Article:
The microscopic features of the pathognomonic lesion of CTE. The pathognomonic feature of CTE is a perivascular accumulation of p-tau aggregates in neurons, astrocytes and cell processes in an irregular spatial pattern in the cerebral cortex and found preferentially at the depths of the sulci. a A large perivascular p-tau lesion is found at the sulcal depths in a subject with CTE. bf Multiple perivascular foci are often found in the cortex in CTE. g The p-tau aggregates in CTE include strikingly rounded structures in the neuropil that often are most dense in the areas surrounding the vessel. h The rounded p-tau immunoreactive cell processes are more densely distributed than those found in argyrophilic grain disease. All sections immunostained for AT8, bars indicate 100 µm, except in g and h where the small bars indicate 10 µm

Fig. 3

Hippocampal pathology in CTE. Examples of hippocampal pathology in 2 cases of CTE of moderate severity. In example 1 (af), there is a mild hippocampal atrophy, b mild neuronal loss in CA1, c sparse NFTs in CA1, Bielschowsky silver stain, d sparse NFTs in CA1, AT8 immunostain, e moderate numbers of diffusely immunopositive AT8 stained neurons in CA4, and f occasional AT8 immunopositive NFTs in the dentate gyrus. In example 2 (gl), there is g more severe hippocampal atrophy, h clear neuronal loss in CA1, i moderate density of NFTs in CA1, Bielschowsky silver stain, j moderate density of NFTs in CA1, AT8 immunostain, k high numbers of AT8-stained neurons and NFTs in CA4, and l moderate numbers of AT8 immunopositive NFTs in the dentate gyrus. Bars indicate 100 µm

Fig. 4

pTDP-43 pathology in CTE. a pTDP-43 neuronal inclusions in the amygdala. b p-TDP-43 inclusions and dot-like neurites in CA1. c p-TDP-43 dot-like neurites in entorhinal cortex. d pTDP-43 inclusions and dot-like neurites in the dentate granule cell layer. All sections immunostained for p-TDP-43, bars indicate 100 µm

Table 2

Preliminary NINDS criteria for the pathological diagnosis of CTE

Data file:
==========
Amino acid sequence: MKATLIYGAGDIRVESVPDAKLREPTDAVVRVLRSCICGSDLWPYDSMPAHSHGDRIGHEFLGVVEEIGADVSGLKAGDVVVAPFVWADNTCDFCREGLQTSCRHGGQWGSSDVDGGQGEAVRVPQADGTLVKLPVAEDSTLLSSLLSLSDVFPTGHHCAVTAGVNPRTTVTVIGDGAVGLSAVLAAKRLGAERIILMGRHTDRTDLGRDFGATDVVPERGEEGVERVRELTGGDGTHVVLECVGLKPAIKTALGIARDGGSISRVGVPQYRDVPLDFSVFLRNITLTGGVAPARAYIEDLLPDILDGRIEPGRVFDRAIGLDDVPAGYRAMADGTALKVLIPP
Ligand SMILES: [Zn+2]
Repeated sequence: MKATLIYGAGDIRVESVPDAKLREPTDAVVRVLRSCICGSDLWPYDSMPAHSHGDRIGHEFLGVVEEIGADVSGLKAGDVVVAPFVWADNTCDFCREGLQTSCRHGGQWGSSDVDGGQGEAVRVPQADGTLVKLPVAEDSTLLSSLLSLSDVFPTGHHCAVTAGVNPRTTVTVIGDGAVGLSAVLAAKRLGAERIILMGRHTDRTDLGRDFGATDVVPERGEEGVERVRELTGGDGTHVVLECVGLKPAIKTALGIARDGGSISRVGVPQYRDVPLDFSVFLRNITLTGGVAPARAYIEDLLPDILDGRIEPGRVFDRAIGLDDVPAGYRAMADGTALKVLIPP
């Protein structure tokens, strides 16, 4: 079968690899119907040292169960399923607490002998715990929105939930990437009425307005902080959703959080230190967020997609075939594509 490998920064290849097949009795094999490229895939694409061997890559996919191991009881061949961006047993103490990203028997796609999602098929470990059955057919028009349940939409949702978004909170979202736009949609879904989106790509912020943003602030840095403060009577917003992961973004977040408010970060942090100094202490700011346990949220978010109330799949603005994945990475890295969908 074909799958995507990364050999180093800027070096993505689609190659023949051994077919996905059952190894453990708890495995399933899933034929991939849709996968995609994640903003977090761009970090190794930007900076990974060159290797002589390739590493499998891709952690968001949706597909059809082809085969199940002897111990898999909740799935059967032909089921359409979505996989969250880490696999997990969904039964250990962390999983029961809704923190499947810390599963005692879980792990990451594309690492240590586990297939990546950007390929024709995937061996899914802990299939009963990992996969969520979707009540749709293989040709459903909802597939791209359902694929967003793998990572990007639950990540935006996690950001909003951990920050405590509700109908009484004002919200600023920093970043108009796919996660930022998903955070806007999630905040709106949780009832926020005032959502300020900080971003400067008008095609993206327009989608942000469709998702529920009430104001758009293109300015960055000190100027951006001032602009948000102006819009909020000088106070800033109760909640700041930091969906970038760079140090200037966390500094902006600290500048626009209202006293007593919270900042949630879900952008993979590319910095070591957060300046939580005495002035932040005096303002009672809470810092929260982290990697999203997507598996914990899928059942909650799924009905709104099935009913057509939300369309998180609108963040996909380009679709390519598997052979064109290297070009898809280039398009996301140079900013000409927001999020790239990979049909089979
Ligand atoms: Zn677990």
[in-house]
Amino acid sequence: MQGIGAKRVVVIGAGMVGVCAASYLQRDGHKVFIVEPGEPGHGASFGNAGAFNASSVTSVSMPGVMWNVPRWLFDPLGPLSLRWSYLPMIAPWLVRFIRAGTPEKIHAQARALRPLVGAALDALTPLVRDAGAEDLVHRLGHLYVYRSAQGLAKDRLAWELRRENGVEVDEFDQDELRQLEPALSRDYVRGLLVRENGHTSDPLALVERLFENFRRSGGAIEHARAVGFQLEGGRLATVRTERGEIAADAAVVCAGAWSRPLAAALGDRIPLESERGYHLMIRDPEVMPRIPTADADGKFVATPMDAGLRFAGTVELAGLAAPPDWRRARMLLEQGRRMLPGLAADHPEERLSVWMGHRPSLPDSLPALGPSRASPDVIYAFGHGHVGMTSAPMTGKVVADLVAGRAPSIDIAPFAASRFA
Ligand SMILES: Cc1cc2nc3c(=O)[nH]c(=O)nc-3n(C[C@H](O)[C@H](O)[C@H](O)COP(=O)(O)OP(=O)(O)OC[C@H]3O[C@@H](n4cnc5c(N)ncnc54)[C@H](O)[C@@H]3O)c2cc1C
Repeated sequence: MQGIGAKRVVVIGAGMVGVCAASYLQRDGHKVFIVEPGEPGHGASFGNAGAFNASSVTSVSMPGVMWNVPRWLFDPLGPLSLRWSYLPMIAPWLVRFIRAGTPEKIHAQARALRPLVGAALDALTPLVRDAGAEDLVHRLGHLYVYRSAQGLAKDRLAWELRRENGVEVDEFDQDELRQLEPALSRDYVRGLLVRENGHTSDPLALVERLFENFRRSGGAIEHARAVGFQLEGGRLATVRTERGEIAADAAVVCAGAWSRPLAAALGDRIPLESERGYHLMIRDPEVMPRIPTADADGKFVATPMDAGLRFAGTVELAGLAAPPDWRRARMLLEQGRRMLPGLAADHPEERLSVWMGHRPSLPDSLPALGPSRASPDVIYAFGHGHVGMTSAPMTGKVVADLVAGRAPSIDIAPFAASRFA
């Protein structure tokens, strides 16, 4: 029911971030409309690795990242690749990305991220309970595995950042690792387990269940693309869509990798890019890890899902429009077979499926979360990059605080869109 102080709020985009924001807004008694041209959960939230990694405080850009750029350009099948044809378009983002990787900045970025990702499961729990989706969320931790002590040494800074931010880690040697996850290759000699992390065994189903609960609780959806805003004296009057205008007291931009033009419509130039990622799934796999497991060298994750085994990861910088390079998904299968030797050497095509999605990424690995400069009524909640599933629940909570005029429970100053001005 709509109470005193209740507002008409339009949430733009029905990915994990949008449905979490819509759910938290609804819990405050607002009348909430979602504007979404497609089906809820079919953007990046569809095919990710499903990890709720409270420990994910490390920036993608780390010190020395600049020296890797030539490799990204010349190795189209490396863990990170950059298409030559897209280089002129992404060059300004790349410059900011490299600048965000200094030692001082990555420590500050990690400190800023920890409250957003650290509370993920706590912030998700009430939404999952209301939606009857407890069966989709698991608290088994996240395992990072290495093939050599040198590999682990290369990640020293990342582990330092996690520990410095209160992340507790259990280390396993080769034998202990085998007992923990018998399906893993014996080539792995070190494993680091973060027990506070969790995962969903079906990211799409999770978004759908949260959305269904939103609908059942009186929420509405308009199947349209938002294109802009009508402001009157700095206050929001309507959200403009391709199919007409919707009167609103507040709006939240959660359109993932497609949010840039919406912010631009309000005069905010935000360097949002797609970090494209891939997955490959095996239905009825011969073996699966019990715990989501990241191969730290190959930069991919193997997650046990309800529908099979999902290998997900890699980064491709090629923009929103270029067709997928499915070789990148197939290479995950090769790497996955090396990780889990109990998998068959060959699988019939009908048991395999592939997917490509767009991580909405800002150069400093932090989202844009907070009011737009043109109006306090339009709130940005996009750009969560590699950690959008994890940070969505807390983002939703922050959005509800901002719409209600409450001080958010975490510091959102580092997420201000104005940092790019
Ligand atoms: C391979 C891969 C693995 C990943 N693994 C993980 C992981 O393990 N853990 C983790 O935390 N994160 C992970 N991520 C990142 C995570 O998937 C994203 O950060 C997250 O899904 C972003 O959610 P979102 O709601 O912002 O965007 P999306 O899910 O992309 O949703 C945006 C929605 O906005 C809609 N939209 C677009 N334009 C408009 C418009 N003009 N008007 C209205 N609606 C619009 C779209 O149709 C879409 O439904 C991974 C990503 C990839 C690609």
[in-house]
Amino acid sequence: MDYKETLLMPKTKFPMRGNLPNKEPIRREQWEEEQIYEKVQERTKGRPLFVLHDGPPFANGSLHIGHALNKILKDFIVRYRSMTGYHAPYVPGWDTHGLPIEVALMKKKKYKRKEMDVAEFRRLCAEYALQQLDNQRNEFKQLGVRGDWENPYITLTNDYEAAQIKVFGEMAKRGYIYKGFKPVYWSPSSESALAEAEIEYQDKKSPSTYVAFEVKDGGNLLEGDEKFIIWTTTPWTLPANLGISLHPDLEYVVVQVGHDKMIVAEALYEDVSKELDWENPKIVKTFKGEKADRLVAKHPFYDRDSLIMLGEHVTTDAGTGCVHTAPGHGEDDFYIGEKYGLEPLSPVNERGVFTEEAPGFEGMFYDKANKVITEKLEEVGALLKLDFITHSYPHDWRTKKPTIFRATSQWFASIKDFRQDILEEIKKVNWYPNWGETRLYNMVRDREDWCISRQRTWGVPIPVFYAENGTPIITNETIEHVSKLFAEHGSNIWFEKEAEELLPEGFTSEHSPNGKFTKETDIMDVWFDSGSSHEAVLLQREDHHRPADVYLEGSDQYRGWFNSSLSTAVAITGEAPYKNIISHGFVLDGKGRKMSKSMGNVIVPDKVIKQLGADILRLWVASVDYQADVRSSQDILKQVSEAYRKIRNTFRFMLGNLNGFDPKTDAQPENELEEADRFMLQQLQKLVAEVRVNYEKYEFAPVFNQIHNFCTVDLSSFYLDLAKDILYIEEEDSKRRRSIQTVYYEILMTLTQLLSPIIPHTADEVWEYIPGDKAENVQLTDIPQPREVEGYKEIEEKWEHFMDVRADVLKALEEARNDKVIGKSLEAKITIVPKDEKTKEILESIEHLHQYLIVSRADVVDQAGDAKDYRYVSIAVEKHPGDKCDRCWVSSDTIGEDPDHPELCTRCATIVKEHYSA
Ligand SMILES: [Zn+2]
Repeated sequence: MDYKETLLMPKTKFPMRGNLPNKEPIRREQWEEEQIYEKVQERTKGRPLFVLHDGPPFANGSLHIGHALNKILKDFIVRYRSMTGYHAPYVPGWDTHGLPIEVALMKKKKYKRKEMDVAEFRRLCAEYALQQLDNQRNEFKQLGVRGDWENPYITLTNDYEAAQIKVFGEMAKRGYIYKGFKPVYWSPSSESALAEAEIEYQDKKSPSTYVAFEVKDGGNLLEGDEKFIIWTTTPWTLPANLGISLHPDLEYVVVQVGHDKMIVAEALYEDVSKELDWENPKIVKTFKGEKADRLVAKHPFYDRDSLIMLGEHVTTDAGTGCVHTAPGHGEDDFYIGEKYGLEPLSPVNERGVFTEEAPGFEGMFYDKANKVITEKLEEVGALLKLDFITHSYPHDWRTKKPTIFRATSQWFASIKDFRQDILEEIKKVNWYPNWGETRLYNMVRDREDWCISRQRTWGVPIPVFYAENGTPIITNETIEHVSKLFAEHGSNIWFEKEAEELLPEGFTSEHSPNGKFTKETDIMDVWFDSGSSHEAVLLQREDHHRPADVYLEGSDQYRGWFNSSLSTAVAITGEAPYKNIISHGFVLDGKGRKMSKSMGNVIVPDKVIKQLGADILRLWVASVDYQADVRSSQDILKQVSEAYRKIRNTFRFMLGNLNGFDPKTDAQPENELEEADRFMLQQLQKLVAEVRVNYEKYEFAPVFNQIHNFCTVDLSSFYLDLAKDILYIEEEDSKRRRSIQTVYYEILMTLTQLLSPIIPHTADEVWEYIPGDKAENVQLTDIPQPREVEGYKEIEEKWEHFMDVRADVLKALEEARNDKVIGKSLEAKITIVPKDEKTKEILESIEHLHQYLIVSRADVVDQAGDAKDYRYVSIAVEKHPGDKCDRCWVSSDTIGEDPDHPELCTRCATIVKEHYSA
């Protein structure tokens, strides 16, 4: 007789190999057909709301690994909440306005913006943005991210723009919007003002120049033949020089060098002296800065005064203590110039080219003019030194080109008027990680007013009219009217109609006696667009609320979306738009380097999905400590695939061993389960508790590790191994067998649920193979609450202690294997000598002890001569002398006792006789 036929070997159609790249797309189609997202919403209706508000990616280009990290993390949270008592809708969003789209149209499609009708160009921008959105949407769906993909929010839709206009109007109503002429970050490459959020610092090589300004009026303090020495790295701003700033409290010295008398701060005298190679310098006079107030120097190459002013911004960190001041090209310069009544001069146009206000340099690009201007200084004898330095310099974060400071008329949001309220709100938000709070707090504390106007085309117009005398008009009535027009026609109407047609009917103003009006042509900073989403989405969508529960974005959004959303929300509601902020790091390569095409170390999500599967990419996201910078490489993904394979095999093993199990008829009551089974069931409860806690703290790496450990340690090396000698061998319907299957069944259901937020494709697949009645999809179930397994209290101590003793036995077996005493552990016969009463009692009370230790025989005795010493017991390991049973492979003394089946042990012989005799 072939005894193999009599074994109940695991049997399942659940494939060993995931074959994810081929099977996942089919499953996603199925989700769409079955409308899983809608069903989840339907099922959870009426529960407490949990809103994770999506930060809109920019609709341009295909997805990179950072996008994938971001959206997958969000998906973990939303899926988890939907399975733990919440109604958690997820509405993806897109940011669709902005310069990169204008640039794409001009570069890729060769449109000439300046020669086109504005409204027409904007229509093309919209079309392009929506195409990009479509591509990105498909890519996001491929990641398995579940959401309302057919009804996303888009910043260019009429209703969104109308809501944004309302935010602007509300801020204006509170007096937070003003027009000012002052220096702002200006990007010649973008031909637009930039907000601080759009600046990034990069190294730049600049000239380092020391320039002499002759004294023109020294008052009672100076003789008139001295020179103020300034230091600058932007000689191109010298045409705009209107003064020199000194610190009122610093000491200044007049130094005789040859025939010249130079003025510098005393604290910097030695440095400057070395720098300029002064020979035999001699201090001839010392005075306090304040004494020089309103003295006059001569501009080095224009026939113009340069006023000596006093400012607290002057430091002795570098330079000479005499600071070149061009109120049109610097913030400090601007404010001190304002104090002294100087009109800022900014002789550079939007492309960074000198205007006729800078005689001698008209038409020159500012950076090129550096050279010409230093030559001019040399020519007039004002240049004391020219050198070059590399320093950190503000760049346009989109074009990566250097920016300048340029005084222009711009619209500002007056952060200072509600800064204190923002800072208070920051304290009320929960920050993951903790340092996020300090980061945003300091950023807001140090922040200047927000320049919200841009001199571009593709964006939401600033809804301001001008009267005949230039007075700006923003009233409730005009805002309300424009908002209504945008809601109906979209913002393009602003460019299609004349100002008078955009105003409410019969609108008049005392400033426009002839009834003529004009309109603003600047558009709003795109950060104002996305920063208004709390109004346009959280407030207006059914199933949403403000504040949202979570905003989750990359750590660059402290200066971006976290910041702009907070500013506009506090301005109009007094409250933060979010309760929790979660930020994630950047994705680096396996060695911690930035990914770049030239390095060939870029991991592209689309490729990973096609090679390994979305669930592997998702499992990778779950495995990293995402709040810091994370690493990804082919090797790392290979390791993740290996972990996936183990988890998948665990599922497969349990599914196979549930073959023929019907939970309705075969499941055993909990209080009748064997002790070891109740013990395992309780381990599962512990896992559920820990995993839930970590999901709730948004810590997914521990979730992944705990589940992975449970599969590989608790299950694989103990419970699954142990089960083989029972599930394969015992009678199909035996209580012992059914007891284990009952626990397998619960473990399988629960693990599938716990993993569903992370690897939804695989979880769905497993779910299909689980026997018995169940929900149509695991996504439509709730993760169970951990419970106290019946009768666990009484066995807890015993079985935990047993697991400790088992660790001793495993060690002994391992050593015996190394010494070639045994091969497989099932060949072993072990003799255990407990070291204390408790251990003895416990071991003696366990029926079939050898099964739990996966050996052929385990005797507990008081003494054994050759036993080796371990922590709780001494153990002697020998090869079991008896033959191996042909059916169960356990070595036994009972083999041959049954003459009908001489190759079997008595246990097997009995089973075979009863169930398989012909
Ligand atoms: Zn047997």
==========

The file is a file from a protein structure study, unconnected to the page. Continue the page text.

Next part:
Required for diagnosis of CTE

1.

The pathognomonic lesion consists of p-tau aggregates in neurons, astrocytes, and cell processes around small vessels in an irregular pattern at the depths of the cortical sulci

Supportive neuropathological features of CTE

p-Tau-related pathologies:

 1.

Abnormal p-tau immunoreactive pretangles and NFTs preferentially affecting superficial layers (layers II–III), in contrast to layers III and V as in AD

 2.

In the hippocampus, pretangles, NFTs or extracellular tangles preferentially affecting CA2 and pretangles and prominent proximal dendritic swellings in CA4. These regional p-tau pathologies differ from the preferential involvement of CA1 and subiculum found in AD (Fig. 3)

 3.

Abnormal p-tau immunoreactive neuronal and astrocytic aggregates in subcortical nuclei, including the mammillary bodies and other hypothalamic nuclei, amygdala, nucleus accumbens, thalamus, midbrain tegmentum, and isodendritic core (nucleus basalis of Meynert, raphe nuclei, substantia nigra and locus coeruleus)

 4.

p-Tau immunoreactive thorny astrocytes at the glial limitans most commonly found in the subpial and periventricular regions

 5.

p-Tau immunoreactive large grain-like and dot-like structures (in addition to some threadlike neurites) (Fig. 2h)

Non-p-tau-related pathologies:

 1.

Macroscopic features: disproportionate dilatation of the third ventricle, septal abnormalities, mammillary body atrophy, and contusions or other signs of previous traumatic injury

 2.

TDP-43 immunoreactive neuronal cytoplasmic inclusions and dot-like structures in the hippocampus, anteromedial temporal cortex and amygdala (Fig. 4)

Age-related p-tau astrogliopathy that may be present; non-diagnostic and non-supportive [22]

 1.

Patches of thorn-shaped astrocytes in subcortical white matter

 2.

Subependymal, periventricular, and perivascular thorn-shaped astrocytes in the mediobasal regions

 3.

Thorn-shaped astrocytes in amygdala or hippocampus [22]

Supportive neuropathological features of CTE

The group defined supportive pathological features for CTE. These features were commonly found in the CTE cases in addition to the required criteria, but were not considered diagnostic in isolation (Table 2).

Exclusions to the sole diagnosis of CTE

The presence of changes compatible with the diagnosis of another neurodegenerative disease excludes CTE as a single diagnosis, and indicates the presence of co-morbid pathology. These features include CA1-predominant neurofibrillary degeneration in the hippocampus in association with Aβ plaques consistent with AD [34]; prominent cerebellar dentate nucleus cell loss, coiled bodies in oligodendroglia, and tufted astrocytes as seen in PSP [25]; severe involvement of the striatum and pallidum with extensive astrocytic plaques in cortical and subcortical structures as seen in CBD [21] or globular astrocytic inclusions of globular glial tauopathy [1].